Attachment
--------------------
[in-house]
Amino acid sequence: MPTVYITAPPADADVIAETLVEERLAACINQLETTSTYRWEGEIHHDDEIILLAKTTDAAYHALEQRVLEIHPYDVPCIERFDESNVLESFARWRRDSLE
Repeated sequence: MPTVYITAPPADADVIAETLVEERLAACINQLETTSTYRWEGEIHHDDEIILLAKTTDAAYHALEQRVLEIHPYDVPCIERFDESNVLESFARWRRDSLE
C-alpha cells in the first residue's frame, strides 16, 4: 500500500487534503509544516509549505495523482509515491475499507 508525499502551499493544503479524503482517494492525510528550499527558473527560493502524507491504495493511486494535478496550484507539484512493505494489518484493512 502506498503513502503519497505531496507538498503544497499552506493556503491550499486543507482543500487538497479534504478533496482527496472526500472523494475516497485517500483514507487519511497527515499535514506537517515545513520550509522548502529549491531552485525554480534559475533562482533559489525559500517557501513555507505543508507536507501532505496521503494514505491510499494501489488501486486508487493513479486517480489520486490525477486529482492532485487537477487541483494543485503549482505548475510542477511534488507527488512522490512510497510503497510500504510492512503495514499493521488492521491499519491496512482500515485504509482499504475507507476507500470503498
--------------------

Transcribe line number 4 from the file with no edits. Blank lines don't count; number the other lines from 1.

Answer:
C-alpha cells in the first residue's frame, strides 16, 4: 500500500487534503509544516509549505495523482509515491475499507 508525499502551499493544503479524503482517494492525510528550499527558473527560493502524507491504495493511486494535478496550484507539484512493505494489518484493512 502506498503513502503519497505531496507538498503544497499552506493556503491550499486543507482543500487538497479534504478533496482527496472526500472523494475516497485517500483514507487519511497527515499535514506537517515545513520550509522548502529549491531552485525554480534559475533562482533559489525559500517557501513555507505543508507536507501532505496521503494514505491510499494501489488501486486508487493513479486517480489520486490525477486529482492532485487537477487541483494543485503549482505548475510542477511534488507527488512522490512510497510503497510500504510492512503495514499493521488492521491499519491496512482500515485504509482499504475507507476507500470503498